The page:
The full text of the bishops’ letter is also available online: http://www.usccb.org/issues-and-action/human-life-and-dignity/federal-budget/upload/federal-budget-letter-congress-2012-12-14.pdf
United in prayer for families, communities mourning the loss of loved ones
Need to return to values that foster a culture of life
Need to improve resources to help the mentally-ill, their families, caregivers
WASHINGTON—In the aftermath of the Sandy Hook tragedy in Newtown, Connecticut, the chairmen of three committees of the U.S. Conference of Catholic Bishops (USCCB) issued a joint statement to decry violence in society. The bishops repeated the call from Cardinal Timothy Dolan of New York, president of USCCB, who expressed on the day of the horrible tragedy, deepest sorrow for all the victims and a call to work for peace in our homes, streets and world. They called on all Americans, especially legislators, to address national policies that will strengthen regulations of firearms and improve access to health care for those with mental health needs.
“As Catholic Bishops, we join together with the President of our Conference, Cardinal Timothy Dolan, who on the day of the horrible tragedy expressed his profound solidarity with and prayers for the families, friends, neighbors, and communities whose hearts have been rent by the loss of a child or loved one,” said Bishop Stephen E. Blaire of Stockton, Bishop John C. Wester of Salt Lake City, and Bishop Kevin C. Rhoades of Fort Wayne-South Bend.
The bishops are chairmen of the USCCB’s Committee on Domestic Justice and Human Development; Committee on Communications; and the Committee on Laity, Marriage, Family Life and Youth, respectively. “Sacred Scripture reminds us time and again to ‘be not afraid.’ Indeed, we must find within ourselves the faith-filled courage to address the challenges our nation faces, both in our homes and in our national policies,” they said.
They also addressed the need for healthcare policies that provide support to people with mental health needs, and called on the entertainment industry to address the proliferation of violence and evaluate its impact in society.
Full text of the statement follows:
Call for Action in Response to Newtown Tragedy
Bishop Stephen E. Blaire of Stockton, Bishop John C. Wester of Salt Lake City, and Bishop Kevin C. Rhoades of Fort Wayne-South Bend
December 21, 2012
The Lord Jesus Christ, in his Sermon on the Mount, teaches us, “Blessed are those who mourn, for they will be comforted,” and “Blessed are the peacemakers, for they will be called children of God” (Mt 5:4, 9).
In the face of the horrific evil that occurred at Sandy Hook Elementary School on December 14, 2012, as people of faith we first and foremost turn to God and pray. We pray for those whose lives were robbed from them. As Catholic Bishops, we join together with the President of our Conference, Cardinal Timothy Dolan, who on the day of the horrible tragedy expressed his profound solidarity with and prayers for the families, friends, neighbors, and communities whose hearts have been rent by the loss of a child or loved one. No words can capture your suffering. We look to Christ, his words and deeds, and ultimately to his Cross and Resurrection. It is in Jesus that we place our hope.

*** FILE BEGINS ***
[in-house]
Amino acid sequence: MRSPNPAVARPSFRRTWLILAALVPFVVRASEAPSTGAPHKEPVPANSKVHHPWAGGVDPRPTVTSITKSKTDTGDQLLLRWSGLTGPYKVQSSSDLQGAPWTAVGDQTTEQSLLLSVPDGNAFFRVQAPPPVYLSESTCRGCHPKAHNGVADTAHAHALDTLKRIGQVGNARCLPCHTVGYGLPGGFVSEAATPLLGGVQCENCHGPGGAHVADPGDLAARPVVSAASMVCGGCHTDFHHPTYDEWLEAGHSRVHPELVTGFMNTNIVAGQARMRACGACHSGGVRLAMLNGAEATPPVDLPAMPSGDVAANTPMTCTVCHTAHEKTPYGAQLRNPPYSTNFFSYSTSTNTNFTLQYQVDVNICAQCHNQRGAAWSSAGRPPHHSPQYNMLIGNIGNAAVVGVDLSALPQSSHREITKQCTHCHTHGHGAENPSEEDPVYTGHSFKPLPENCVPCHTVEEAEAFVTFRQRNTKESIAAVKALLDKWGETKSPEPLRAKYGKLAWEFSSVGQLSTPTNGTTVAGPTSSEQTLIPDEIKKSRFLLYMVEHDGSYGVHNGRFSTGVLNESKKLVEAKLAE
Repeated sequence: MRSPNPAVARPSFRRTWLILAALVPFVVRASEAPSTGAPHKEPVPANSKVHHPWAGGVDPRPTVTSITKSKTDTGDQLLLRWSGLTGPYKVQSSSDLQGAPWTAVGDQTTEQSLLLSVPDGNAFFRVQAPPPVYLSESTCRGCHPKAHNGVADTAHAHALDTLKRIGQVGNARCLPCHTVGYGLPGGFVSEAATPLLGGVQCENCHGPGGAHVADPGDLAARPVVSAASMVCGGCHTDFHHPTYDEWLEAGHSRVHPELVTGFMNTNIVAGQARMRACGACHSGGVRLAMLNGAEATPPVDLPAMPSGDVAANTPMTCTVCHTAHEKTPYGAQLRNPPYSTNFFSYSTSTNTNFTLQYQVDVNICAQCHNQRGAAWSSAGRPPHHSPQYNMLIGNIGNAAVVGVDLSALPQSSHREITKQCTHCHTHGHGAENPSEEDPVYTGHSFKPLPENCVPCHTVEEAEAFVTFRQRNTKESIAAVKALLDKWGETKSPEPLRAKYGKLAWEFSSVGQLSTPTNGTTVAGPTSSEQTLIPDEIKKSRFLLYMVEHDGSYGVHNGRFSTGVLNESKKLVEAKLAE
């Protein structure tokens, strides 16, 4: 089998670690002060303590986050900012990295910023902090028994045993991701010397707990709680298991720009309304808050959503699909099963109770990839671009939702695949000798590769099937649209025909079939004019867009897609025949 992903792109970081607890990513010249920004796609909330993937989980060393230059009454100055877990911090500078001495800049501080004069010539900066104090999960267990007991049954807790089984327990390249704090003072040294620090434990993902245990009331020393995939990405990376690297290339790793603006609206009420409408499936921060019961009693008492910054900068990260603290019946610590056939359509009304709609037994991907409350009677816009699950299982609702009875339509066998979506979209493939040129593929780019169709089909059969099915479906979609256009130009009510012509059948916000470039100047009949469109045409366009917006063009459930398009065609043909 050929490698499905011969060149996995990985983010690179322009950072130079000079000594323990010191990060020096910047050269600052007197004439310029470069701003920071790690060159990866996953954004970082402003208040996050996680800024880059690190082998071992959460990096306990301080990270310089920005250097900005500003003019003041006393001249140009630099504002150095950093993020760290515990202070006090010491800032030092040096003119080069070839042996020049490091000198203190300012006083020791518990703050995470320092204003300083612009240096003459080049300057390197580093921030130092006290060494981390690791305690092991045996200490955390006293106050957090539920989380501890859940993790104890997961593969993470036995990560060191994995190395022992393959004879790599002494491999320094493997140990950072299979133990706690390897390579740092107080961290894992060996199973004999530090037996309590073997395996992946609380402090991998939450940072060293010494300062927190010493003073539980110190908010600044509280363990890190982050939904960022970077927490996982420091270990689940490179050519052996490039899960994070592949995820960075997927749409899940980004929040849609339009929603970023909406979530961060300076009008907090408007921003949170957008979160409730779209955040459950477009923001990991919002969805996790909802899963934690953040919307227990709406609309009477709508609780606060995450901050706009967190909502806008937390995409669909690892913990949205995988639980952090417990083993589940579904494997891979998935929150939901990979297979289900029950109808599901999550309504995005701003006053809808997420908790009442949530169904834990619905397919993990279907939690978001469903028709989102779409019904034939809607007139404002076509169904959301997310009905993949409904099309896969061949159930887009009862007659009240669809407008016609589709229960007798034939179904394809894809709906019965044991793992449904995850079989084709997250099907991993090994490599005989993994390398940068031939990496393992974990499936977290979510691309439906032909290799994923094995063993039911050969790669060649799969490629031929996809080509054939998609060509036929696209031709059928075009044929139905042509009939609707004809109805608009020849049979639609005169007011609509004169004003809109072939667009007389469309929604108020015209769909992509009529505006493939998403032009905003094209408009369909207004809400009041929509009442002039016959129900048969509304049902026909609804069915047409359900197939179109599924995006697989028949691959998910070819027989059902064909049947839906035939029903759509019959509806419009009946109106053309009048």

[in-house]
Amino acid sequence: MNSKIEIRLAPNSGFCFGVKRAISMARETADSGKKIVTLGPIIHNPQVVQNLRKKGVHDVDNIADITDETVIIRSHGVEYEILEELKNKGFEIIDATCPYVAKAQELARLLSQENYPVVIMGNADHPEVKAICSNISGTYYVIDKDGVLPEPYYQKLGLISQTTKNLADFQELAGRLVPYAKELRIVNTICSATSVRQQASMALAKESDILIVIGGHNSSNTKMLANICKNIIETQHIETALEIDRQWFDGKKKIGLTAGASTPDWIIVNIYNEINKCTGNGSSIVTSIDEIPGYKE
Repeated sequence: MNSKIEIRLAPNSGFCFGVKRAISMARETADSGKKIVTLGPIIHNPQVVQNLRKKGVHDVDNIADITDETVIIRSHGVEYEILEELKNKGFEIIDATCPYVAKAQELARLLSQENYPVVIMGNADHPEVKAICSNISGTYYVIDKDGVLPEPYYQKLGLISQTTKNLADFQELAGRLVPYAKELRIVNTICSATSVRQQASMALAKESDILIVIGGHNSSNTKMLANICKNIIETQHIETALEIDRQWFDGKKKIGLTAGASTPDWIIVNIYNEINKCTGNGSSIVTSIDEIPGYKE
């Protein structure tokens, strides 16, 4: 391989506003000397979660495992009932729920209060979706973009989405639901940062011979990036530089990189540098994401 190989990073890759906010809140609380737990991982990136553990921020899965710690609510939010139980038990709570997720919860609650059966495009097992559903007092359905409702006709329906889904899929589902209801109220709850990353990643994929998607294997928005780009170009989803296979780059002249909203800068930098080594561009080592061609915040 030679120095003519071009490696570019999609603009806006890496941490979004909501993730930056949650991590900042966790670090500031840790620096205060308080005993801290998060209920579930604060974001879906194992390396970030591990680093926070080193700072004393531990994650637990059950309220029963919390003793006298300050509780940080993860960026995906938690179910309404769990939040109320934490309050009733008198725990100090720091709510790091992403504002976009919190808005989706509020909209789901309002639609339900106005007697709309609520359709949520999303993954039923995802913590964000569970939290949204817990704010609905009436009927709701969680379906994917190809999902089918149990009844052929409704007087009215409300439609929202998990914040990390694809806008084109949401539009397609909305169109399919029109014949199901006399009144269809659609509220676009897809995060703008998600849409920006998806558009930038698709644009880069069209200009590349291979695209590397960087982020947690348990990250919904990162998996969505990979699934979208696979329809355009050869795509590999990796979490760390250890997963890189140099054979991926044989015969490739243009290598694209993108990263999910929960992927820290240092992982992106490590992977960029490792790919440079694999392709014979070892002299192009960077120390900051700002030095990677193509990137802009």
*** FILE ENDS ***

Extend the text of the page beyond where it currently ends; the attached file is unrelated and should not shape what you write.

The Sandy Hook tragedy has caused great anguish for parents and others who attempt to safeguard our children. In addition to the outpouring of prayers and support from around the nation, understandably this tragedy has given rise to discussions about national policies and steps that can be taken to foster a culture that protects the innocent and those most vulnerable among us. It is time for our nation to renew a culture of life in our society.
Sacred Scripture reminds us time and again to “be not afraid.” Indeed, we must find within ourselves the faith-filled courage to address the challenges our nation faces, both in our homes and in our national policies. These challenges encompass many areas with various complexities. Here, we offer particular words regarding the issue of the regulation of fire arms, the standards for the entertainment industry, and our service to those with mental health needs. As religious leaders, we are compelled to call on all Americans, especially elected leaders, to address these issues.
With regard to the regulation of fire arms, first, the intent to protect one’s loved ones is an honorable one, but simply put, guns are too easily accessible. The Vatican’s Pontifical Council for Justice and Peace, in their document, “The International Arms Trade (2006),” emphasized the importance of enacting concrete controls on handguns, for example, noting that “limiting the purchase of such arms would certainly not infringe on the rights of anyone.”
Secondly, our entertainers, especially film producers and video game creators, need to realize how their profit motives have allowed the proliferation of movies, television programs, video games and other entertainment that glorify violence and prey on the insecurities and immaturity of our young people. Such portrayals of violence have desensitized all of us. The massacre of twenty little children and seven adults causes each of us to reflect on our own understanding of the value of human life. We must improve our resources for parents, guardians and young people, so that they can evaluate entertainment products intelligently. We need to admit that the viewing and use of these products has negative emotional, psychological and spiritual effects on people.